Not Catholic, but I’m a psych in training, so maybe this perspective will help. Depression can definitely be a biological illness that requires medication to help restore balance in the brain. However, often it isn’t. Depression most often results from trauma and stress that have gone undealt with. For instance, in the clinic I’m doing my practical internships with, we see a lot of people that are homeless or food insecure and often they are depressed. Who could blame them? They’ve fallen through the cracks of society and it’s very hard to come back up from that, so it’s normal to fe
    1 point
  42. BlueLady

    Staying at various benedictine monasteries

    Definitely contact them ahead of time. The Benedictine monasteries in my area are closed to visitors because of the pandemic and the risk to elderly and infirm nuns.
    1 point
  43. AveMariaPurissima

    Staying at various benedictine monasteries

    They're not Benedictines, but the Dominican nuns in Ortonville, MI have a retreat house: https://www.mtthabornunsop.com/retreat-house
    1 point
  44. PaxCordisJesu

    Staying at various benedictine monasteries

    I don't know where you're planning on staying, but I do know that Clear Creek Abbey in Hulbert, OK and the Benedictines of Mary, Queen of Apostles in Gower, MO are both receiving guests. Never been to Gower, but Clear Creek has excellent accommodation for women, including meals served daily.
    1 point
  45. Antigonos

    Staying at various benedictine monasteries

    Mazal tov on your recent inheritance/windfall/lottery win, or whatever has given you enough $$$ to think about traveling a bit. Use it, as the Jewish saying goes, in good health, Nikita.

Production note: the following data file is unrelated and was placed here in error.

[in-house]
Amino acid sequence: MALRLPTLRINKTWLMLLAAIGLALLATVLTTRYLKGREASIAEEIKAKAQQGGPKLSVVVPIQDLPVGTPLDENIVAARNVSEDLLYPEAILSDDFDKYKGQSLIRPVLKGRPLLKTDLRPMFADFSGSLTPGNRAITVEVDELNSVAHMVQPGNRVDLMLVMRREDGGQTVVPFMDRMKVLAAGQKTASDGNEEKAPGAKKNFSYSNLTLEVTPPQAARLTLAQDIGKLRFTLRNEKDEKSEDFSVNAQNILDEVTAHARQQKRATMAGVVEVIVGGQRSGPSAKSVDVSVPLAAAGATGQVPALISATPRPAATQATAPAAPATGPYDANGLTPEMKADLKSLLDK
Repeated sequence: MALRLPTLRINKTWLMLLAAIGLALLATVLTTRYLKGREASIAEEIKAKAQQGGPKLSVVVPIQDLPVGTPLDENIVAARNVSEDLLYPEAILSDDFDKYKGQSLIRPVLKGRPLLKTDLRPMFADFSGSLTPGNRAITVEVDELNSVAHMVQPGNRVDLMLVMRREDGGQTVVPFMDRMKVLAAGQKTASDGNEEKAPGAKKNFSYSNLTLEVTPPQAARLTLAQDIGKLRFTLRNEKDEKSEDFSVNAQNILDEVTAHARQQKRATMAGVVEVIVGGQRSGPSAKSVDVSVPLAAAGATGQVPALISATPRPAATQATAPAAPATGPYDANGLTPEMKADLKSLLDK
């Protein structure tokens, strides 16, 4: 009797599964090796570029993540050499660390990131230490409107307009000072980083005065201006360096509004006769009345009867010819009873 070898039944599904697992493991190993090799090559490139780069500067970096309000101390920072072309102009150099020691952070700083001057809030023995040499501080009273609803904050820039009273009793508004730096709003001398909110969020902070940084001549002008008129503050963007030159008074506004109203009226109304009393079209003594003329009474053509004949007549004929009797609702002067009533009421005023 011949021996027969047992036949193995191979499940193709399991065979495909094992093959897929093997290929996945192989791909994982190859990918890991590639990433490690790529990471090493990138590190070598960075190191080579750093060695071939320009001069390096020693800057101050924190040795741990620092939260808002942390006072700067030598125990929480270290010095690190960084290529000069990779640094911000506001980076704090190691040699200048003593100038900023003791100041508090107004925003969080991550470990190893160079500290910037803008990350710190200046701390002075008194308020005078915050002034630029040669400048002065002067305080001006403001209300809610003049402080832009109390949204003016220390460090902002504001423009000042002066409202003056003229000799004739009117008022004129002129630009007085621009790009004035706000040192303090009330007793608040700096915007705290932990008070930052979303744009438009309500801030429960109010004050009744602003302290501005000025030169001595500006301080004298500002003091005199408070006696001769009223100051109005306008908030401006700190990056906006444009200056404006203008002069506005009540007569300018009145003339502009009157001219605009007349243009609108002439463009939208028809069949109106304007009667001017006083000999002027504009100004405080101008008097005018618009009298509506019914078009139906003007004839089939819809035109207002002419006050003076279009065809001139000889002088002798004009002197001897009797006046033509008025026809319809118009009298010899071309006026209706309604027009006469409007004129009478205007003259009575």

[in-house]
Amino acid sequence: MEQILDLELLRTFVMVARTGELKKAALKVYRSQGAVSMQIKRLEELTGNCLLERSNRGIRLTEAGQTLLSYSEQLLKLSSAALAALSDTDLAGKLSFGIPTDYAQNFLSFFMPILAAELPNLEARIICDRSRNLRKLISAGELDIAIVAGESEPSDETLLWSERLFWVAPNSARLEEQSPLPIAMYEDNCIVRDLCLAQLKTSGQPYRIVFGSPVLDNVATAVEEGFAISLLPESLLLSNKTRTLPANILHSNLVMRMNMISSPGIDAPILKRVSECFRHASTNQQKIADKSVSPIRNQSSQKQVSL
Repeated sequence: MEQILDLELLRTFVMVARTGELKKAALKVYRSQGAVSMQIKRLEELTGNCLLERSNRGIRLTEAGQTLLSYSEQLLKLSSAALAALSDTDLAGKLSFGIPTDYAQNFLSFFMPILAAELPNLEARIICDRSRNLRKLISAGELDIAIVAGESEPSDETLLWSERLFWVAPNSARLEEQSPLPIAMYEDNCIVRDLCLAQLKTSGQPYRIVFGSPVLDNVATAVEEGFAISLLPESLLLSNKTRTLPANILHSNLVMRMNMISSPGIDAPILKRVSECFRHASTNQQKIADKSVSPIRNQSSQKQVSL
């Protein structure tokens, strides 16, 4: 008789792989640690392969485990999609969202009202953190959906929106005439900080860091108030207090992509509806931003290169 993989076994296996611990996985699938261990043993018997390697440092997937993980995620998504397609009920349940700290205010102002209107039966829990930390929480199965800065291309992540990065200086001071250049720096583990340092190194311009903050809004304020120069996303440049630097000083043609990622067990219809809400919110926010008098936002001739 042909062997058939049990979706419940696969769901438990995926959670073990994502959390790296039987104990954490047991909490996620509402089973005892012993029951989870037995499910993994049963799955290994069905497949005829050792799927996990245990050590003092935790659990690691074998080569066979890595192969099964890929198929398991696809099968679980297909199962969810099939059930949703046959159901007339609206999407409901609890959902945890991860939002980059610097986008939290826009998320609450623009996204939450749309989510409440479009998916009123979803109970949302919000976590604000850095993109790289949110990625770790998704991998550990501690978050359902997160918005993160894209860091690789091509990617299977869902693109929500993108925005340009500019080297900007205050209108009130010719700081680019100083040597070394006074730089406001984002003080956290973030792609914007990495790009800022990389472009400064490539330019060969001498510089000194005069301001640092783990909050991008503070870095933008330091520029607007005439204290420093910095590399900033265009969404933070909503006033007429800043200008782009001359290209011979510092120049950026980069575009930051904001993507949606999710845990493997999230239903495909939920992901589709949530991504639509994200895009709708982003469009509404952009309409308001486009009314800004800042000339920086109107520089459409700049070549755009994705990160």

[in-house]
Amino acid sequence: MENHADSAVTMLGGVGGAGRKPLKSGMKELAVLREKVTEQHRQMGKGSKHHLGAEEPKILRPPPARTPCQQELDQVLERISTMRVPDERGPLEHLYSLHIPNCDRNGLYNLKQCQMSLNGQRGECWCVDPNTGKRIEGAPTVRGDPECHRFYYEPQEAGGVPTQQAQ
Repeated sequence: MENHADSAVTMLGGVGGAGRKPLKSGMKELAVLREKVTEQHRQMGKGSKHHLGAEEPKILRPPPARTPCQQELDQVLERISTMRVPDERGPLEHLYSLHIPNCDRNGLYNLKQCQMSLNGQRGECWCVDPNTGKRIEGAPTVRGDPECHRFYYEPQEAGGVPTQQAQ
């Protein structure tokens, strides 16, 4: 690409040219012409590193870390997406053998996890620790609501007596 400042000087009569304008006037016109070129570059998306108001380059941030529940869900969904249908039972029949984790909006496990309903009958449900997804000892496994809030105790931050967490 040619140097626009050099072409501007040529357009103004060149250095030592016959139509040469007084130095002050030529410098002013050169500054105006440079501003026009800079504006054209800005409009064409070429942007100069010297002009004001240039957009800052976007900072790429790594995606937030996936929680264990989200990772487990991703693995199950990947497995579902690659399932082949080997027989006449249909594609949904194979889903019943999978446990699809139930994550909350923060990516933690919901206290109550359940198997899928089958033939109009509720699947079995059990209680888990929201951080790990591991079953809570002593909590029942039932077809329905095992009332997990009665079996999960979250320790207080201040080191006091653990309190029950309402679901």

1 point
  46. Nunsuch

    Staying at various benedictine monasteries

    Many religious houses--maybe most--are currently not even opening their chapels to outsiders, much less their guest houses. So you may need to wait until life returns to normal, or at least closer to normal. Most of the communities I know of don't even allow their sisters who live outside the motherhouse to attend Mass there.
    1 point
  47. dUSt

    Hello, I have returned!!

    Welcome back!
    1 point
  48. chrysostom

    Hello, I have returned!!

    He is risen indeed, Alleluia! And Alleluia for coming home. Welcome!
    1 point
  49. Antigonos

    Dietary restrictions in cloistered life?

    My only real frame of reference is the kibbutz, where meals are all prepared in a communal kitchen and eaten in a common dining room. Technically, if enough members wanted caviar, and there was a vote to go and buy it, the kibbutz would have to buy enough for all the members, but of course, in practice it doesn't work like that. An awful lot depends on the revenues of the kibbutz as to the extent of nutrition on the kibbutz. What happens is that the kibbutz will send a member or two to study dietetics, as a first step so that dietary [and catering] needs will be addressed by an expert.
    1 point
  50. Sponsa-Christi

    private vows question

    I think the reason why private vows aren't related to hermits very often here is because a vocation to be a canonical hermit involves a lot more than just "making vows outside a community" (just as a call to consecrated virginity does, actually). A call to be a hermit is a very distinctive call to a life entirely devoted to contemplative prayer in solitude--it's not specifically a call to simply "not be a part of a community." The big difference between public vows and private vows are that public vows are formally received in the name of the Church by a legitimate authority. For reli
    1 point